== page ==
More Brennan On Kovalev Fodder

With training camp just around the coner, Bryan Murray used on opportunity on Tuesday to hold court and field some media questions in regards to the Senators.  (Ed. note: I transcribed this session here.) At one point during the media scrum, the topic of Alexei Kovalev was broached. Here’s what Murray had to say:

“I expect he’s a good player. I believe that he’s a good player. I thought he was a good player most of the time last year. I think that we look at Alex in maybe a different light than we should sometimes. He has a high level of skill. I think that we look at him as a guy who can take the puck and do whatever he wants when he wants to. The NHL is not that way. I thought that he played well most of the time for us in that the plays more of a complimentary role now. He helps other players play better hockey around than may maybe they ever have in the past. I think that there were some productive players because of him. We missed him a great deal in the playoffs. Him alone in that Pittsburgh series could have made a huge difference for us. I’m excited. I know he’s happy. I know he loves playing here. I think playing with a couple of players that he played with last year in particular, he’s really excited to see how they progress moving forward. I expect he’ll be good.”

At first glance, it looks like Murray’s using a lot of lip service. Superficial jargon that shouldn’t be analyzed or read too much into. (But that didn’t stop Brennan from trying.)

Fast forward to today when I was browsing through Ottawa Sun and came across this Don Brennan article featuring this quote:

We’ve seen what he can still do when he wants. The magic he can still perform with puck and stick. And even though he’s 37 (the same age as Alfredsson) he should still be able to abracadabra his way to an 80-point season. He’s also a big, strong man, and it’s not like he has slowed. At least not when he’s going forward.

Hold on, that looks familiar. Where have I seen that before?

“I expect he’s a good player. I believe that he’s a good player. I thought he was a good player most of the time last year. I think that we look at Alex in maybe a different light than we should sometimes. He has a high level of skill. I think that we look at him as a guy who can take the puck and do whatever he wants when he wants to. The NHL is not that way. I thought that he played well most of the time for us in that the plays more of a complimentary role now. He helps other players play better hockey around than may maybe they ever have in the past. I think that there were some productive players because of him. We missed him a great deal in the playoffs. Him alone in that Pittsburgh series could have made a huge difference for us. I’m excited. I know he’s happy. I know he loves playing here. I think playing with a couple of players that he played with last year in particular, he’s really excited to see how they progress moving forward. I expect he’ll be good.”

Holy shit! Bryan Murray was forewarning us to not think like Don Brennan! It’s like he looked into the future and knew Brennan would write something like this. If only he could use this power for good… he never would have made that Campoli/Comrie trade. At least now, I’ll have something to say whenever Don Brennan says something that I disagree with. Let me try it out, ahem, listen Don, Kovalev can’t abracadabra his way to an 80-point season. The NHL is not that way. With the way that Don carries on about Kovalev’s stickhandling, you would think that he’s a member of the NHL version of the Harlem Globetrotters. Maybe if Eugene Melnyk could set up some games against the Washington Generals so that Kovalev can impress and get to that illustrious 80-point threshold that Brennan believes he is capable of. Hell, Patrick Marleau and Joe Thornton could barely carry Dany Heatley to an 80-point campaign.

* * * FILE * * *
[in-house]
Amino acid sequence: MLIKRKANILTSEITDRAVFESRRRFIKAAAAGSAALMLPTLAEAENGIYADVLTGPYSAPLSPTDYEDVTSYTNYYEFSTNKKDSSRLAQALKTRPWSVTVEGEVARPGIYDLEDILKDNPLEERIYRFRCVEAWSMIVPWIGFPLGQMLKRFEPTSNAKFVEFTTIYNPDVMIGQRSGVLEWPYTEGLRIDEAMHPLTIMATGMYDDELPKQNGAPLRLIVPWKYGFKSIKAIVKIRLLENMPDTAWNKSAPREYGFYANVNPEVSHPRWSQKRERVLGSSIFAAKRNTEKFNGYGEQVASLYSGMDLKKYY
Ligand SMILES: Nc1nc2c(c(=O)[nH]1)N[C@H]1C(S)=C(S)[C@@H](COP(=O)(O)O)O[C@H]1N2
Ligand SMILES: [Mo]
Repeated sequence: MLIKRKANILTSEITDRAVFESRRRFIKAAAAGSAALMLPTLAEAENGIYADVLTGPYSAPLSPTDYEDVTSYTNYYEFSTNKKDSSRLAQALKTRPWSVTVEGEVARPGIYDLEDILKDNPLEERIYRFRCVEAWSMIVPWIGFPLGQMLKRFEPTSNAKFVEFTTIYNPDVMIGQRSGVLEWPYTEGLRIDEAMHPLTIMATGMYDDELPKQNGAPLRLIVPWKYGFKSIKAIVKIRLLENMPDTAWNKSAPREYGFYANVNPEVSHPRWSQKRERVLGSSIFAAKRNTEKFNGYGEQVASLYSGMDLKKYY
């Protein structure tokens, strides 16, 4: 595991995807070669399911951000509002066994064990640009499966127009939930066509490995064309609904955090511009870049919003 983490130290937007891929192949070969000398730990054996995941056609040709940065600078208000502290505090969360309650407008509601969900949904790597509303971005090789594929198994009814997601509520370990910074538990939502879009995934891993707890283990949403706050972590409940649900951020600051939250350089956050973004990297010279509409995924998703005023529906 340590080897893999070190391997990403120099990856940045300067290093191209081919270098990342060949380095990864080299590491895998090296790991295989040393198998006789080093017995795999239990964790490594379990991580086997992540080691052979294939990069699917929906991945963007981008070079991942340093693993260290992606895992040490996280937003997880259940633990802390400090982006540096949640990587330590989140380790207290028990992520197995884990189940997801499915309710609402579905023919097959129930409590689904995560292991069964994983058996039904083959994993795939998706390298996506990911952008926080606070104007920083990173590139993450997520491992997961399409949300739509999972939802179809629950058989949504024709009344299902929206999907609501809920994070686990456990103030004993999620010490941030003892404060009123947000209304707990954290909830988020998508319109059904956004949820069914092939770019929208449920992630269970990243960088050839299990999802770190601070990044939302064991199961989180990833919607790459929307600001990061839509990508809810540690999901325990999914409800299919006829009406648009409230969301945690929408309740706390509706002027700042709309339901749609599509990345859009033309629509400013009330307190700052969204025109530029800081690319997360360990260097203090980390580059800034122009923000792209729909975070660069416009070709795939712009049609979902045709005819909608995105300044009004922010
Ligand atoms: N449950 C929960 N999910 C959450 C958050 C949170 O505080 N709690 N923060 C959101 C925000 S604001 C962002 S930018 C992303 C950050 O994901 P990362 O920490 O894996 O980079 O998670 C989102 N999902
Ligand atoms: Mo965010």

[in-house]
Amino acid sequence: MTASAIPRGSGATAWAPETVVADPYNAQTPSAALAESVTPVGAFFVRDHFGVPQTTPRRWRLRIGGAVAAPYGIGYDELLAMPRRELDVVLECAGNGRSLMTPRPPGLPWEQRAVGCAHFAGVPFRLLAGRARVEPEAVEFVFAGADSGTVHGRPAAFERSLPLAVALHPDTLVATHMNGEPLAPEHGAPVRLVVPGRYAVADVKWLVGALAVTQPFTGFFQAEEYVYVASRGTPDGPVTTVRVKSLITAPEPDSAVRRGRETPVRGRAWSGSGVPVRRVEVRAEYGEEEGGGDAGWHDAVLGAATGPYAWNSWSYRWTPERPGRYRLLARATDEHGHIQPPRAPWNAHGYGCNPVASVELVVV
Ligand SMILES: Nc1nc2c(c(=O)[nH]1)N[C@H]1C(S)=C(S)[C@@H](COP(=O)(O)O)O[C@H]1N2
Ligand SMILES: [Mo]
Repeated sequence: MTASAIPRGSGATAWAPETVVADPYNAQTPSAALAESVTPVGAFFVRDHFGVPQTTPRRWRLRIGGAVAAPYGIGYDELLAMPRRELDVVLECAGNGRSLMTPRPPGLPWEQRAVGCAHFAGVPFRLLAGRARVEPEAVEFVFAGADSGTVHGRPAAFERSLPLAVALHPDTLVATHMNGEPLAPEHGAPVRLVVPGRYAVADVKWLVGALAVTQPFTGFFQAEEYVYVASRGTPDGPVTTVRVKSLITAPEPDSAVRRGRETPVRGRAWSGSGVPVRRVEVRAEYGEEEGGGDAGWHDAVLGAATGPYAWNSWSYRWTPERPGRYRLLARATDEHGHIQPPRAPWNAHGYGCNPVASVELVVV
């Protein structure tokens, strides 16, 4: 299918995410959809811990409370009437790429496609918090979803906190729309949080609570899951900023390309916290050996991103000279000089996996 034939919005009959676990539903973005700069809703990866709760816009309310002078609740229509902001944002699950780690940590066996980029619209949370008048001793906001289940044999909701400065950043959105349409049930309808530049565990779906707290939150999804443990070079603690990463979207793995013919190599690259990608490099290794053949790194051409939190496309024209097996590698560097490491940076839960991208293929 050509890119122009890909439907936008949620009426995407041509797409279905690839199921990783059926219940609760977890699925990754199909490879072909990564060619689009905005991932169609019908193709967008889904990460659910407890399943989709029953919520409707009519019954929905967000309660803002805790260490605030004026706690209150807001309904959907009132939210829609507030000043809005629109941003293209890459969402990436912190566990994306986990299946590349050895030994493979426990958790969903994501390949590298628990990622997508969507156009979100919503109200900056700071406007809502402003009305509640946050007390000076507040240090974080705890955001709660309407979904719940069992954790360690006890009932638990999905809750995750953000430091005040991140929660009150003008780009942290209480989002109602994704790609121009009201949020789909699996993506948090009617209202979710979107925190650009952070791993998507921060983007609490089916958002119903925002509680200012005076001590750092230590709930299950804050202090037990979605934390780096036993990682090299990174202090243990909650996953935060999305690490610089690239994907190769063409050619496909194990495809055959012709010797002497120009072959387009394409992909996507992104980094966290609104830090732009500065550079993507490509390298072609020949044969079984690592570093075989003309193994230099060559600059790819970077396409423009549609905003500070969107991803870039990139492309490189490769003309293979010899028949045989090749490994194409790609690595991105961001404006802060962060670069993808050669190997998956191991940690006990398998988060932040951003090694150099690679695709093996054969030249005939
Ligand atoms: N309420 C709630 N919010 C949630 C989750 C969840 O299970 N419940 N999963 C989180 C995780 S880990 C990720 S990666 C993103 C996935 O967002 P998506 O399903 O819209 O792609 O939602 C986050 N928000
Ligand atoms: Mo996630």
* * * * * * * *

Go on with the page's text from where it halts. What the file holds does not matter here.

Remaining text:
Looking back at Kovalev’s career, he’s only managed to post more than 80-points twice — 2000/01 and 2007/08. Considering that he’s a veteran coming off ACL surgery who has been in the league since 1992, I don’t think the odds of Kovalev posting an 80-point season are very good. Fortunately, Don has taken upon himself to let everyone know when Kovalev is playing like shit this season.

Therein lies the irony in the SPB air last season. The boobirds gave it to Jason Spezza, one of the team’s very best players the last five years, for failing with creative attempts. Not for his lack of effort. But did anybody really get on Kovalev for not trying?

Kovalev wasn’t always a dog, just much of the time when he was gliding toward the Senators zone. If he played in Atlanta, Nashville, Columbus or Florida, fans might not have noticed. In Ottawa, they certainly did.

But then, local columnists were guilty of not calling out Kovalev last season, too. This one was probably caught up in the mystique that surrounded the teammate Nick Foligno referred to as “the most interesting man in the world.” Consider this an apology. It won’t happen again.

The most interesting man in the world? Did Don even bother to ask Nick Foligno whether dolphins appear whenever Kovalev goes for a swim?

Good thing it’s still late in the summer and training camp isn’t yet upon us. With lines like, Yeah, Kovalev was consistent, too. Consistently brutal. Don’s already demonstrated that he’s nowhere near on top of his game.

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